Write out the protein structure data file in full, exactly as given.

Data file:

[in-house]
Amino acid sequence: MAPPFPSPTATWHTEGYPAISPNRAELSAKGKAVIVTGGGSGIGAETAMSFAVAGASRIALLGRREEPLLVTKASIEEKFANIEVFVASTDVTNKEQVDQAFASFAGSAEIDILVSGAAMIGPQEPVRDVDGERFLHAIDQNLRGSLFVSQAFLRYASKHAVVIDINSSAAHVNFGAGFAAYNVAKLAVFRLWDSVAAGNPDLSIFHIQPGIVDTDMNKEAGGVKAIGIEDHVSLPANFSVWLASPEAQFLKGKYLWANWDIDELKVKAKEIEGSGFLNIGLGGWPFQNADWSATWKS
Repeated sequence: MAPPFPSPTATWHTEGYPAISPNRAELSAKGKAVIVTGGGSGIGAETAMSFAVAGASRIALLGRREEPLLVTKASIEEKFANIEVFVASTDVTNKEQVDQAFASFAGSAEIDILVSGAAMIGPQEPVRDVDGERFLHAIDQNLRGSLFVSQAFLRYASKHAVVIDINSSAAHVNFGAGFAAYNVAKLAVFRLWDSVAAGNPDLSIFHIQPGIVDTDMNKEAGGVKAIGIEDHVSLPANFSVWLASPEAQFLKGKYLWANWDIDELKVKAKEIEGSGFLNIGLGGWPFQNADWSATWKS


[in-house]
Amino acid sequence: MAPPFPSPTATWHTEGYPAISPNRAELSAKGKAVIVTGGGSGIGAETAMSFAVAGASRIALLGRREEPLLVTKASIEEKFANIEVFVASTDVTNKEQVDQAFASFAGSAEIDILVSGAAMIGPQEPVRDVDGERFLHAIDQNLRGSLFVSQAFLRYASKHAVVIDINSSAAHVNFGAGFAAYNVAKLAVFRLWDSVAAGNPDLSIFHIQPGIVDTDMNKEAGGVKAIGIEDHVSLPANFSVWLASPEAQFLKGKYLWANWDIDELKVKAKEIEGSGFLNIGLGGWPFQNADWSATWKS
Repeated sequence: MAPPFPSPTATWHTEGYPAISPNRAELSAKGKAVIVTGGGSGIGAETAMSFAVAGASRIALLGRREEPLLVTKASIEEKFANIEVFVASTDVTNKEQVDQAFASFAGSAEIDILVSGAAMIGPQEPVRDVDGERFLHAIDQNLRGSLFVSQAFLRYASKHAVVIDINSSAAHVNFGAGFAAYNVAKLAVFRLWDSVAAGNPDLSIFHIQPGIVDTDMNKEAGGVKAIGIEDHVSLPANFSVWLASPEAQFLKGKYLWANWDIDELKVKAKEIEGSGFLNIGLGGWPFQNADWSATWKS